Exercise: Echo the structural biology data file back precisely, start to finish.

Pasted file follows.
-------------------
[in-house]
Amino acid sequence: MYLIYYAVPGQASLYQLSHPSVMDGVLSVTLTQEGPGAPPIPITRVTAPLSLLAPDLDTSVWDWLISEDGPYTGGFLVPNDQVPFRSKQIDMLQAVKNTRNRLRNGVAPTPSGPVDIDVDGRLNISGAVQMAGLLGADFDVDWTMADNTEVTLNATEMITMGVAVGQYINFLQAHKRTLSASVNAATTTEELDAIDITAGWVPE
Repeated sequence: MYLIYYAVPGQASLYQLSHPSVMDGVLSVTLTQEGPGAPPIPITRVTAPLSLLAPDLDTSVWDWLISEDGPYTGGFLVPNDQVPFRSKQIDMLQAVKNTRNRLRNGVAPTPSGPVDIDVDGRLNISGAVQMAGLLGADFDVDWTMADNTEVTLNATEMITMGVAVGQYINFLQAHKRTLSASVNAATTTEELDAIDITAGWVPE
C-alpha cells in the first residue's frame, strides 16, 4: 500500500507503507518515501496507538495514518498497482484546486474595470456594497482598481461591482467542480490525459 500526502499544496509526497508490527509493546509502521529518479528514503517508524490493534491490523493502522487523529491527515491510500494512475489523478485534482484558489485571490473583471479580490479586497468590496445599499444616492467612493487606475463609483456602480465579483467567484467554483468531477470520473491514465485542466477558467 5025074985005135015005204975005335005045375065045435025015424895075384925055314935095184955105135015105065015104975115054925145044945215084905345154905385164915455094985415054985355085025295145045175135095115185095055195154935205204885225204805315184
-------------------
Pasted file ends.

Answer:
[in-house]
Amino acid sequence: MYLIYYAVPGQASLYQLSHPSVMDGVLSVTLTQEGPGAPPIPITRVTAPLSLLAPDLDTSVWDWLISEDGPYTGGFLVPNDQVPFRSKQIDMLQAVKNTRNRLRNGVAPTPSGPVDIDVDGRLNISGAVQMAGLLGADFDVDWTMADNTEVTLNATEMITMGVAVGQYINFLQAHKRTLSASVNAATTTEELDAIDITAGWVPE
Repeated sequence: MYLIYYAVPGQASLYQLSHPSVMDGVLSVTLTQEGPGAPPIPITRVTAPLSLLAPDLDTSVWDWLISEDGPYTGGFLVPNDQVPFRSKQIDMLQAVKNTRNRLRNGVAPTPSGPVDIDVDGRLNISGAVQMAGLLGADFDVDWTMADNTEVTLNATEMITMGVAVGQYINFLQAHKRTLSASVNAATTTEELDAIDITAGWVPE
C-alpha cells in the first residue's frame, strides 16, 4: 500500500507503507518515501496507538495514518498497482484546486474595470456594497482598481461591482467542480490525459 500526502499544496509526497508490527509493546509502521529518479528514503517508524490493534491490523493502522487523529491527515491510500494512475489523478485534482484558489485571490473583471479580490479586497468590496445599499444616492467612493487606475463609483456602480465579483467567484467554483468531477470520473491514465485542466477558467 5025074985005135015005204975005335005045375065045435025015424895075384925055314935095184955105135015105065015104975115054925145044945215084905345154905385164915455094985415054985355085025295145045175135095115185095055195154935205204885225204805315184